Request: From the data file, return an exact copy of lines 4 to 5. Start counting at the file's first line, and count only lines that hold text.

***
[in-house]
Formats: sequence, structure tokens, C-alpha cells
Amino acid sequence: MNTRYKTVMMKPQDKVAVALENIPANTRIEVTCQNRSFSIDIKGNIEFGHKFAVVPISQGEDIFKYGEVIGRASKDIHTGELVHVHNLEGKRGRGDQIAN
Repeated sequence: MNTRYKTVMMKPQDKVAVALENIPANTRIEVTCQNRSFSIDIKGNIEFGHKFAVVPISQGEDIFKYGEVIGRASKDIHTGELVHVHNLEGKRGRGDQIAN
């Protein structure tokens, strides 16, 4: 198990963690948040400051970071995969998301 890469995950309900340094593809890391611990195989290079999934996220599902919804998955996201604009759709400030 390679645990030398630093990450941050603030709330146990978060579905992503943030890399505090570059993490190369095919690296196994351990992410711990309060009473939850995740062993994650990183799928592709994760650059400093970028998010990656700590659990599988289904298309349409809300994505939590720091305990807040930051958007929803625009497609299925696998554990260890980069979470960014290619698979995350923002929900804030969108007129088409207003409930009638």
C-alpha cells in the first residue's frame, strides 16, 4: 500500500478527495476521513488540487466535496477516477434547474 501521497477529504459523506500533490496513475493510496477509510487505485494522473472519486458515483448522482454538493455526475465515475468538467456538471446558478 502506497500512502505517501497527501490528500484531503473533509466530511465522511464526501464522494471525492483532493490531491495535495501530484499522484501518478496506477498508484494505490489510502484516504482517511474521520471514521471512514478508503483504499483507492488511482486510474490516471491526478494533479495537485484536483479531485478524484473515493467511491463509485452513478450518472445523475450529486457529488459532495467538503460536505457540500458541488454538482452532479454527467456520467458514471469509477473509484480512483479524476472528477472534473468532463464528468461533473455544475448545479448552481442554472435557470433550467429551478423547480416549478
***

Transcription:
Repeated sequence: MNTRYKTVMMKPQDKVAVALENIPANTRIEVTCQNRSFSIDIKGNIEFGHKFAVVPISQGEDIFKYGEVIGRASKDIHTGELVHVHNLEGKRGRGDQIAN
């Protein structure tokens, strides 16, 4: 198990963690948040400051970071995969998301 890469995950309900340094593809890391611990195989290079999934996220599902919804998955996201604009759709400030 390679645990030398630093990450941050603030709330146990978060579905992503943030890399505090570059993490190369095919690296196994351990992410711990309060009473939850995740062993994650990183799928592709994760650059400093970028998010990656700590659990599988289904298309349409809300994505939590720091305990807040930051958007929803625009497609299925696998554990260890980069979470960014290619698979995350923002929900804030969108007129088409207003409930009638």